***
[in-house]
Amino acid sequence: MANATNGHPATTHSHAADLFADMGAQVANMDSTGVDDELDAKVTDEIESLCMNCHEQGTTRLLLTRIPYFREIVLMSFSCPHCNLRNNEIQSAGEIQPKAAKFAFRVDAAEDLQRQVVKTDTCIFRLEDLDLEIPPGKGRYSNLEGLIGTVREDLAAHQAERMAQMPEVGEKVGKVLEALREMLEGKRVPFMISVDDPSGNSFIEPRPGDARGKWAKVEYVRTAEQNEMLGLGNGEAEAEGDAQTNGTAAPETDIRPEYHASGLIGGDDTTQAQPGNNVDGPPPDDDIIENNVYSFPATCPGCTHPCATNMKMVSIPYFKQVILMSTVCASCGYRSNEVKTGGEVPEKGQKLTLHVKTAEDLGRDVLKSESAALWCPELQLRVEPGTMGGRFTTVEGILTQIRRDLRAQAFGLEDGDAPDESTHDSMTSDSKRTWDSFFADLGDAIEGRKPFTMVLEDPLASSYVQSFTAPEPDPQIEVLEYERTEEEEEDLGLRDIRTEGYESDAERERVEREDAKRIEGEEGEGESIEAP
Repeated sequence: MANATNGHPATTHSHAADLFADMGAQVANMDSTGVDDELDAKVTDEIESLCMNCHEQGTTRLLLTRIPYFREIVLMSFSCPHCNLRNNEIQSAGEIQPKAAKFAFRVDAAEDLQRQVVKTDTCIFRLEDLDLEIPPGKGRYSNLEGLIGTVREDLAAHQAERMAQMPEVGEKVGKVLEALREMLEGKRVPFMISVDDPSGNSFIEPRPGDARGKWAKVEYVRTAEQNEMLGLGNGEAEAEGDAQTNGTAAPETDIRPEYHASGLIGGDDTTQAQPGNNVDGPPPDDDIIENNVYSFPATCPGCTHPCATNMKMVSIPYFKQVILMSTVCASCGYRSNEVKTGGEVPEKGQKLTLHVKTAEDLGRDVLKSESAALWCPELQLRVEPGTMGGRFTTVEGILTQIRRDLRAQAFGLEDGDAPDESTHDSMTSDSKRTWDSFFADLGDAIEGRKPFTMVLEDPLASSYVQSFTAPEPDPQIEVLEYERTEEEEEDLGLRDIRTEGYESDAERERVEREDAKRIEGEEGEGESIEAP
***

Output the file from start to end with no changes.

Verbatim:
[in-house]
Amino acid sequence: MANATNGHPATTHSHAADLFADMGAQVANMDSTGVDDELDAKVTDEIESLCMNCHEQGTTRLLLTRIPYFREIVLMSFSCPHCNLRNNEIQSAGEIQPKAAKFAFRVDAAEDLQRQVVKTDTCIFRLEDLDLEIPPGKGRYSNLEGLIGTVREDLAAHQAERMAQMPEVGEKVGKVLEALREMLEGKRVPFMISVDDPSGNSFIEPRPGDARGKWAKVEYVRTAEQNEMLGLGNGEAEAEGDAQTNGTAAPETDIRPEYHASGLIGGDDTTQAQPGNNVDGPPPDDDIIENNVYSFPATCPGCTHPCATNMKMVSIPYFKQVILMSTVCASCGYRSNEVKTGGEVPEKGQKLTLHVKTAEDLGRDVLKSESAALWCPELQLRVEPGTMGGRFTTVEGILTQIRRDLRAQAFGLEDGDAPDESTHDSMTSDSKRTWDSFFADLGDAIEGRKPFTMVLEDPLASSYVQSFTAPEPDPQIEVLEYERTEEEEEDLGLRDIRTEGYESDAERERVEREDAKRIEGEEGEGESIEAP
Repeated sequence: MANATNGHPATTHSHAADLFADMGAQVANMDSTGVDDELDAKVTDEIESLCMNCHEQGTTRLLLTRIPYFREIVLMSFSCPHCNLRNNEIQSAGEIQPKAAKFAFRVDAAEDLQRQVVKTDTCIFRLEDLDLEIPPGKGRYSNLEGLIGTVREDLAAHQAERMAQMPEVGEKVGKVLEALREMLEGKRVPFMISVDDPSGNSFIEPRPGDARGKWAKVEYVRTAEQNEMLGLGNGEAEAEGDAQTNGTAAPETDIRPEYHASGLIGGDDTTQAQPGNNVDGPPPDDDIIENNVYSFPATCPGCTHPCATNMKMVSIPYFKQVILMSTVCASCGYRSNEVKTGGEVPEKGQKLTLHVKTAEDLGRDVLKSESAALWCPELQLRVEPGTMGGRFTTVEGILTQIRRDLRAQAFGLEDGDAPDESTHDSMTSDSKRTWDSFFADLGDAIEGRKPFTMVLEDPLASSYVQSFTAPEPDPQIEVLEYERTEEEEEDLGLRDIRTEGYESDAERERVEREDAKRIEGEEGEGESIEAP